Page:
Translated vision software textbook supports understanding of the subject in Japan

Share this on social media:

The machine vision software textbook Machine Vision Algorithms and Applications, published by Wiley and written by Carsten Steger, Markus Ulrich, and Christian Wiedemann, has been released in Japanese.

'Japan is one of the biggest markets for machine vision,' said Steger, joint owner of MVTec Software and lecturer at Technische Universität München. 'For us, it was important to support the understanding of this very complex technology in this part of the world, for the theory as well as the practical application.' The translation into Japanese was done by MVTec's Japanese distribution partner LinX.

The textbook not only covers the relevant algorithms in theory, but also explains their practical use. The first part covers image acquisition (illumination, lenses, cameras, frame grabbers, and bus systems), while part two deals with the algorithms themselves (data structures, image enhancement, segmentation, morphology, stereo reconstruction, edge extraction, etc). The final part describes actual examples, all accompanied by comprehensive example code (for Halcon) and exercises. A Halcon student version is included.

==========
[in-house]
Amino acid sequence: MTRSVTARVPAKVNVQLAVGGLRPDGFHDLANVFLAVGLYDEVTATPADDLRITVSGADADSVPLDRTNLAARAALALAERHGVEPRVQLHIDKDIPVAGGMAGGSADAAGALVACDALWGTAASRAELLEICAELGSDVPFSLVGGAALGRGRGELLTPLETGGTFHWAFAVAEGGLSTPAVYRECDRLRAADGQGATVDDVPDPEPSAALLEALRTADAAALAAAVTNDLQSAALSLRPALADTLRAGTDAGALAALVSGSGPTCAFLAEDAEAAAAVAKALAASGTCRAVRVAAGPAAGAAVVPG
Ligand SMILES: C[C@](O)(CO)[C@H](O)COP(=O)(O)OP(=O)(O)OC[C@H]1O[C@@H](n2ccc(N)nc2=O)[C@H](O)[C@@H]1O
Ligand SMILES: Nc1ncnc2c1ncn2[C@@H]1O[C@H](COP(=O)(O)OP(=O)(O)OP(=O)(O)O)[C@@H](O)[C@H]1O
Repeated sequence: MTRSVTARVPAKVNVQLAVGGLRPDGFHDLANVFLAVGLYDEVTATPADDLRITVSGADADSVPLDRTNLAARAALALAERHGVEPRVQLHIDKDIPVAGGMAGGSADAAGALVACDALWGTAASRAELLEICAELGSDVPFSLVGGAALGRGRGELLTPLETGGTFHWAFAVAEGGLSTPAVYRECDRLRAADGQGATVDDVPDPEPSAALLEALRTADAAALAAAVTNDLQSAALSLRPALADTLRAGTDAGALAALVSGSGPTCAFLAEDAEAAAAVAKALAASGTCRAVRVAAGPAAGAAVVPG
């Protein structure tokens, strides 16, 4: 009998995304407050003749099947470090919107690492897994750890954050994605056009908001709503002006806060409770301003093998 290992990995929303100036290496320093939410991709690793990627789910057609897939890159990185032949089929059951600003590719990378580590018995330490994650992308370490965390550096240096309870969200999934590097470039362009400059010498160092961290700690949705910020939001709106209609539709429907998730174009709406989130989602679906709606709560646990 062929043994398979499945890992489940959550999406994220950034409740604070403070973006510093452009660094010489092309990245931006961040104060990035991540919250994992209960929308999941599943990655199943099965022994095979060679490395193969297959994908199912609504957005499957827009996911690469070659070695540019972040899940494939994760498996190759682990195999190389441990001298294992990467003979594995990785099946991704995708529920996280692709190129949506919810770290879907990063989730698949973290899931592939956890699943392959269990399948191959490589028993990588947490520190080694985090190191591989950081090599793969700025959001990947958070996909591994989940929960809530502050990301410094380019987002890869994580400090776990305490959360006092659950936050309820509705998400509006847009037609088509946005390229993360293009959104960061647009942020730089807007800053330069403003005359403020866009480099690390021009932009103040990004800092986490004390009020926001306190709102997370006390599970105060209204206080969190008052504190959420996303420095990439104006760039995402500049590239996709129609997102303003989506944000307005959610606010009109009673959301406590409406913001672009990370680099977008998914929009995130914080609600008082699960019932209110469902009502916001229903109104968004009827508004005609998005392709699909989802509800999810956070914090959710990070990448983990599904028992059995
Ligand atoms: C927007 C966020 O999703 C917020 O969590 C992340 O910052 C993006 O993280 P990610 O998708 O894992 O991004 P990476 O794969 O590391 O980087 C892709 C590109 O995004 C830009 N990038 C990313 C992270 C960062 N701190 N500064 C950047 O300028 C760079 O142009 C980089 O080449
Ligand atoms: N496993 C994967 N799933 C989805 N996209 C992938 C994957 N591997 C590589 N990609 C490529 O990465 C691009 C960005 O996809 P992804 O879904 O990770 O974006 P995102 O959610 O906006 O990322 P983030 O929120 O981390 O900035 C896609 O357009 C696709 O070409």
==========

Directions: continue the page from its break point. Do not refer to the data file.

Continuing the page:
The textbook is aimed at engineers and students of informatics, electrical engineering, mechatronics, and machine vision, as well as employees of the automation, sensor, and optical industry.

Recent News

23 September 2020

The software will help engineers develop event-based vision systems, an imaging method that records changes in a scene rather than capturing an image frame by frame

14 September 2020

Messe Stuttgart has set a date of 5 to 7 October 2021 for the Vision show, which was cancelled because of the coronavirus pandemic. The show will be held in parallel with Motek

03 September 2020

Terahertz imaging company, Tihive, has been awarded €8.6m from the European Innovation Council's Accelerator programme to scale up its industrial inspection technology

01 September 2020

The robotics market in North America is down 18 per cent so far compared to the same period last year